The Future of Reading

polaroid-balance2I was thinking about E-Book readers today and how I don’t really want one. I hate carrying books, but I also love using them. I like holding them in my hands and ruffling the paper. I love the feel of the page on my thumbs. When it comes to putting them in my bag to take along though, I hate it. It is a giant lump asking to get bent out of shape. So what is the answer? Obviously electronic books are the future. We have done it with mail, music and photos, why not our knowledge?

Yes we already have much of our books digitized. The problem is that I have a bookshelf full of my favorite books already. Many of them are books that I doubt will see digitization any time soon. I don’t want to buy those books again! The advantage to print journalism is that at this time for something to be published, it has to be true, and (usually) has to be good. There is a wealth of information on the web, and some areas I feel that web-based content is better than it’s print counterpart (technology). But lets be honest, when someone references the Internet you still think “yeah… the Internet said that?”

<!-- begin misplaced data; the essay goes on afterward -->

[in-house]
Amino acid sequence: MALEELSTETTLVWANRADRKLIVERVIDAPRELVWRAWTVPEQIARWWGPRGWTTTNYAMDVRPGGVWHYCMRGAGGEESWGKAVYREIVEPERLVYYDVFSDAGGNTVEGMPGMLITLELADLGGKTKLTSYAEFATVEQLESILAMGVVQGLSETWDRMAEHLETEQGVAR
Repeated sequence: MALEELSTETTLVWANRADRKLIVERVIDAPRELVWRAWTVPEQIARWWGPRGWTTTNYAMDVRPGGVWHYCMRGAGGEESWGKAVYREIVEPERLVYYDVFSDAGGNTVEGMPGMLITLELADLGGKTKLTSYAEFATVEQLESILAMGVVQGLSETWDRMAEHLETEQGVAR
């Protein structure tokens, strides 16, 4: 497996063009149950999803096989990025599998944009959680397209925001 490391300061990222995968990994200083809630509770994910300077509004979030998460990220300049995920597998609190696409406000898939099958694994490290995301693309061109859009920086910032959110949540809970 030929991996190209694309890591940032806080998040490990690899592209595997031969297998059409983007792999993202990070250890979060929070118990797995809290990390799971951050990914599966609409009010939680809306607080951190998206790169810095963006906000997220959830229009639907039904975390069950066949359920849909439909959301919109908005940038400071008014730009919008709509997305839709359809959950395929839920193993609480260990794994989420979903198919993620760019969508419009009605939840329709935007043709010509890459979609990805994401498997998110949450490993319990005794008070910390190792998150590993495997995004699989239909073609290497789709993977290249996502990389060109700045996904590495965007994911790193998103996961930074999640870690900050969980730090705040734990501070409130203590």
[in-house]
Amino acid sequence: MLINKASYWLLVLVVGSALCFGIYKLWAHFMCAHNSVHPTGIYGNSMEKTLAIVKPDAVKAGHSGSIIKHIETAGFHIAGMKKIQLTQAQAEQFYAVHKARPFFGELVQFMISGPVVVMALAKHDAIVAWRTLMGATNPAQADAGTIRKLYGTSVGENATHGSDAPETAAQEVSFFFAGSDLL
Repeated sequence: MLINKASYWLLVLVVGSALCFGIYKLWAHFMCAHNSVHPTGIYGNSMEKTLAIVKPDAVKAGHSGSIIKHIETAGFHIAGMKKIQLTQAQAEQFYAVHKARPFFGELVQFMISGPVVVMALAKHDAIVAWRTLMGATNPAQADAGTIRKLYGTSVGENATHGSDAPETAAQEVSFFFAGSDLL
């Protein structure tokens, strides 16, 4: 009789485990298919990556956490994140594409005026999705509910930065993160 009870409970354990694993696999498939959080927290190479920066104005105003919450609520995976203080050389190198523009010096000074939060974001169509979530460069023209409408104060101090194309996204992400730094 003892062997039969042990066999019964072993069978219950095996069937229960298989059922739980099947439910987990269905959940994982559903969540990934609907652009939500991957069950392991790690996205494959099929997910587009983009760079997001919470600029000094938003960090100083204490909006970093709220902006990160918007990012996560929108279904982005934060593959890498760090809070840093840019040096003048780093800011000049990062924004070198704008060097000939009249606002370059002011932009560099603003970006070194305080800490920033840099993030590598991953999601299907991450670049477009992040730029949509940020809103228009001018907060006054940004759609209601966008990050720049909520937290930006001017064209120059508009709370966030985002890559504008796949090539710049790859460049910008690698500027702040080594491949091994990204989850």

So what would be the ideal? This is how I see it. We are already close. I think that a little light reading on the iPhone is just fine. The key is to read in bright light so that your eyes are already adjusted. If not, you need to lower the brightness. I read “The Adventures of Tom Sawyer” primarily on the iPhone when I read it recently. We need to be able to have all of our previously purchased¬† books available electronically. I know that this is a long shot seeing as how the publishing companies would like more money. If I could carry all of these with me as well as have them at home, that would be ideal. They would also need to be search-able for quick reference. If every book bought came with a digital copy via download from the publisher’s website, I believe people would buy more books.

The other issue is portability. I don’t want to carry another device. We invented smartphones to prevent this. If we could have a unified standard for e-books, various cell phone makers could integrate this into their devices. Once again, the factor preventing this is money. Proprietary formats help companies keep their customers. Amazon currently offers all of their kindle e-books on the iPhone, but if I ever want to switch to another kind of phone, I either have to get a Kindle or lose access to my e-books.

There are many problems that stand in our way of a usable e-book situation. One thing is for sure, we will figure out a way. It may be quite a while from now, but I am confident we will do it.

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